This bill recites the filing of the proceedings against the Berliner Gramophone Company in the Western district of Virginia; the granting of the temporary injunction upon it; the various proceedings thereupon; the filing of a bill against both the Berliner Gramophone Company and the United States Gramophone Company, seeking relief; the failure of this bill to effect its purpose, because the t'nited States Gramophone Company was not a resident of that district. It was then charged that certain stockholders in these two Gramophone Companies had signed an agreement for the sale of a controlling interest in their stock to one Charles Adamson, whereby the two corporations are practically dissolved, and a new corporation created, called the Consolidated Talking Machine Company of America, the object, purpose, and effect of which is to enable the Berliner Gramophone Company, by colluding with the United States Gramoplione Company, to avoid the result of its breach of contract, and to escape the effect of the decrees of the court. It then recites the transaction between the United States Gramophone Company and Jones; the confirmation of this transaction by Berliner, the patentee; the vesting of all Jones' rights in the contract in the Berliner Gramophone Company; the contract between this gramophone company and the complainant, by which complainant acquired the exelusive right to sell all the gramophones and gramophone goods manufactured by the said gramophone company; the active prosecution by complainant of his work under said contract, and the large expenditure of money by him in promoting it; the failure of the Berliner Gramophone Company to perform its contract, and the suit thereupon by the complainant. The bill then goes on to charge a conspiracy between these two gramophone companies and other persons for the purpose of injuring and defrauding complainant, of the refusal to deliver him the goods according to the contract, and of their forfeiture of the contract, and that to this end they have served him with notice of the cancellation of the contract, not only between him and the Berliner Gramoplione Company, but also between these two companies, which notices, however, it is charged, are entirely insufficient, and not in conformance to or compliance with the contract, and in the casa of the latter notice is collusive and fraudulent, not properly given, and not justified by the terms of the contract, and that the United States Gra mophone Company has all along bad full notice of the rights of complainant.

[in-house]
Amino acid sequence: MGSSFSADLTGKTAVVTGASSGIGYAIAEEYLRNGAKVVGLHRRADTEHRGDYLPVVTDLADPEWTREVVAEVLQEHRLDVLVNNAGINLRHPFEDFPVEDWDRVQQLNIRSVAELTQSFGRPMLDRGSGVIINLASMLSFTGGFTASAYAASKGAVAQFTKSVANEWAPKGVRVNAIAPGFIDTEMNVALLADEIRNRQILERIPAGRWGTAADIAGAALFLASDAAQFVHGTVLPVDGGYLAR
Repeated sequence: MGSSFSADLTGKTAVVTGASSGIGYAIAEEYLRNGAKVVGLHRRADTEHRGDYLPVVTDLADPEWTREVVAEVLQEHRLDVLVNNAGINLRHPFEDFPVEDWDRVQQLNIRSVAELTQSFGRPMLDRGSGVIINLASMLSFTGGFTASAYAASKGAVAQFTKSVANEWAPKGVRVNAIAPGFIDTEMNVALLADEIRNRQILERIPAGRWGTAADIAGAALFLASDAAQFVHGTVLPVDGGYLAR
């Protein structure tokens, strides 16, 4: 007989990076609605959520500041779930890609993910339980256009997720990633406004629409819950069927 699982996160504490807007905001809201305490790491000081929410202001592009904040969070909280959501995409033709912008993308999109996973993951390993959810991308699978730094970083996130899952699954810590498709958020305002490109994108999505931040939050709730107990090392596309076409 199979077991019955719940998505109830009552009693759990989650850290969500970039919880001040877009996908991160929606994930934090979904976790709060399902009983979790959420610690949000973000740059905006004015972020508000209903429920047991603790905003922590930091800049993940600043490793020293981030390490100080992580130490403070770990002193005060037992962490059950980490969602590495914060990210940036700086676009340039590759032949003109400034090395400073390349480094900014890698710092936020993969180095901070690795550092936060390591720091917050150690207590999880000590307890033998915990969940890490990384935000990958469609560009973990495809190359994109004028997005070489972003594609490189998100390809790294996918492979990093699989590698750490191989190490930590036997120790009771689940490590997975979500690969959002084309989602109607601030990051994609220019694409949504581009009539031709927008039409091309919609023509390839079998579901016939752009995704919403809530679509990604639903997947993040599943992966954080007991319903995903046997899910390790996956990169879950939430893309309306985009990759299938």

The bill prays an injunction restraining the cancellation of the contract made between the Berliner Gramophone Company and the complainant, and between the same compiny and the United States Gramophone Company; also an injunction against the United States Gramophone Company, and all persons acting under it, from assigning, transferring, or in any manner disposing of, alienating, or affecting, the right, title, and interest of the defendant in the patent rights transferred by and described in said contracts, and from dealing with them in any way by which they may go into the hands of any one, save subject to the rights of complainant therein; that the l'nited States Gramophone Company be enjoined from effecting or carrying out any scheme of consolidation with the Consolidated Talking Machine Company of America or any other corporation; that it be required to produce and file with the clerk, pending the determination of the controversy in this case, all the originals of the said patents and improvements thereon, the subject of the contracts aforesaid; and for general relief.